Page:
Ray Arvizu Jr. stepped in and served as Timmy Allen’s godfather. Arvizu is the CEO of Mi Casa Su Casa, an Arizona-based company that helps abused and neglected children. Arvizu would drive Allen five hours in a van to California to practice and play AAU basketball for the Compton Magic. 

“I think it impacted tremendously,” Arvizu said in a phone interview late Saturday. “During the final year of her life, his focus and his attention to certain things was really spotty, as you can imagine. 

“I would say the one thing that it has affected positively is that Timmy is the first player that I’ve had when we would get off the phone, he makes it a point to say I love you and gives a hug,” Arvizu added. “Through this process, he’s come to appreciate those closest to him even more.”

Allen got a scholarship offer to Utah and averaged 15.6 points his first three seasons. A coaching change triggered the decision to go into the transfer portal. Allen landed at Texas and — like the other transfers Beard accepted — he had to accept a different role.

“The first week, literally five days after he gets down there, he calls me after he’s been on campus and says, ‘If you’re not all in here, it’s not going to work out for you,’” Arvizu said. “Timmy said, ‘I’ve been waiting for something like this.’ Basketball wise and community wise, it’s been the best thing he’s done.”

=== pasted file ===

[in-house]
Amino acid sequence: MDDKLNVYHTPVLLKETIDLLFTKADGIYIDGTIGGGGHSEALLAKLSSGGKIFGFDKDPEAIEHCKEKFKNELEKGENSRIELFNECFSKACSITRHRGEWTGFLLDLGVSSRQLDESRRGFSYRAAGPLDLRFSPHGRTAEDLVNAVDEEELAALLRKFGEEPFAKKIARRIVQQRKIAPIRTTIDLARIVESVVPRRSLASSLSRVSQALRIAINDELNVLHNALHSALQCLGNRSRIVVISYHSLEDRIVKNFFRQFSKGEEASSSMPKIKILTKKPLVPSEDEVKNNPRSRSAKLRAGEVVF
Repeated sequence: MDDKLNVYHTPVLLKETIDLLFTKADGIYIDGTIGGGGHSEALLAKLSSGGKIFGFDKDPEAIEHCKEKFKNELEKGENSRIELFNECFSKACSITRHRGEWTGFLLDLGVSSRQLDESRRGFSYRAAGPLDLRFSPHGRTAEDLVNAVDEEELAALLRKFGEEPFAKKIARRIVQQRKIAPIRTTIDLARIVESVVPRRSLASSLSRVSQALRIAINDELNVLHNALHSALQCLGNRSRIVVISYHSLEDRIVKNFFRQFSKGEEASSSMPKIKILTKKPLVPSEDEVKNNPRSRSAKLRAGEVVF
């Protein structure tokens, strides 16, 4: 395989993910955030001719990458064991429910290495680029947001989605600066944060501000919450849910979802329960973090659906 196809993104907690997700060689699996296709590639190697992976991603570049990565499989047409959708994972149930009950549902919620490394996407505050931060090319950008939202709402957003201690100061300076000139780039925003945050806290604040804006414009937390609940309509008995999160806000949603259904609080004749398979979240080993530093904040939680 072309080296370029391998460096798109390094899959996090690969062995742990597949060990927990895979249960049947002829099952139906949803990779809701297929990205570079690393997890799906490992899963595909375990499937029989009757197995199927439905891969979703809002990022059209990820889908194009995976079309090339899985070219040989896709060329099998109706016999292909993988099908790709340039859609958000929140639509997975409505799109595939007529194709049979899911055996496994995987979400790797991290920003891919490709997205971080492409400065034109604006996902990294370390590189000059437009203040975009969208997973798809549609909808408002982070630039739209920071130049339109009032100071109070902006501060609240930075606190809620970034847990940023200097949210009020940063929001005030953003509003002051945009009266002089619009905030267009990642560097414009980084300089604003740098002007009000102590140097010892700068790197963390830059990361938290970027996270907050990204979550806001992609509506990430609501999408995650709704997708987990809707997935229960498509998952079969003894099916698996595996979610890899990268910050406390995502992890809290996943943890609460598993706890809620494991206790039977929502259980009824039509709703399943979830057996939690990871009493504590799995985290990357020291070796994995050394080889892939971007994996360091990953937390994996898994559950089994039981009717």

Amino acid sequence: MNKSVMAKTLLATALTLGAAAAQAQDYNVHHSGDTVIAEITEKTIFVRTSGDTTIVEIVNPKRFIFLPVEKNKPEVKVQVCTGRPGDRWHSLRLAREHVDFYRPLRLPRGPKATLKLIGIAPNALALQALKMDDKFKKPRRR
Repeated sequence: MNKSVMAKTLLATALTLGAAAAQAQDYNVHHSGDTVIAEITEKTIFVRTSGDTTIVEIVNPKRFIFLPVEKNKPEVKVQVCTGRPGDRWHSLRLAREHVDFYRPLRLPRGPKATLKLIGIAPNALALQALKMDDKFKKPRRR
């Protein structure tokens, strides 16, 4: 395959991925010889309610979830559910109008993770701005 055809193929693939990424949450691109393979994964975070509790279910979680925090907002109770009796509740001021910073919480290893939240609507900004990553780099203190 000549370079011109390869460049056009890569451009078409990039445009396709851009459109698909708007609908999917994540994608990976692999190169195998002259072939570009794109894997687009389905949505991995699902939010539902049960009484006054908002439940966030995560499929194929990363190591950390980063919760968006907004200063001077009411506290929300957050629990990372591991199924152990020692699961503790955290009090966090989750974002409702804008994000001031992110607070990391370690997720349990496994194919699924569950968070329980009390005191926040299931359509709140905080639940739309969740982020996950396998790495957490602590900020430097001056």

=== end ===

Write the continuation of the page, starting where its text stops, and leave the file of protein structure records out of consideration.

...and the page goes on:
Allen’s scoring average dipped this season to 12.4 points while he grabbed 6.5 boards per game. To Allen, it didn’t matter. His desire to win trumped anything from an individual or statistical perspective.

Arvizu said he and Allen have not really spoken much about what’s next. Allen might return to UT, he might look at pro options. “I think he’s found home over there,” Arvizu said. “As a coach and someone who’s guided him through life, to hear that someone wants to call a place home, that’s the happiest of happy.”

Allen is happy. Maybe Austin could truly be home. 

“As far as my teammates, we all have one common goal. Has it been smooth all the time? No. Is it supposed to be? No,” Allen said. “I just pride myself on producing. I’ve obviously had a couple bad games this year, just like everybody else. I just try to pride myself on being an everyday guy.”

Big fun guy looking for more big fun wins.

“Sometimes they say what I do is quiet,” Allen added. “Then, you look at the stat sheet, I guess. I'm just trying to help my team win.”

Contact Brian Davis by phone or text at 512-445-3957. Email or @BDavisAAS.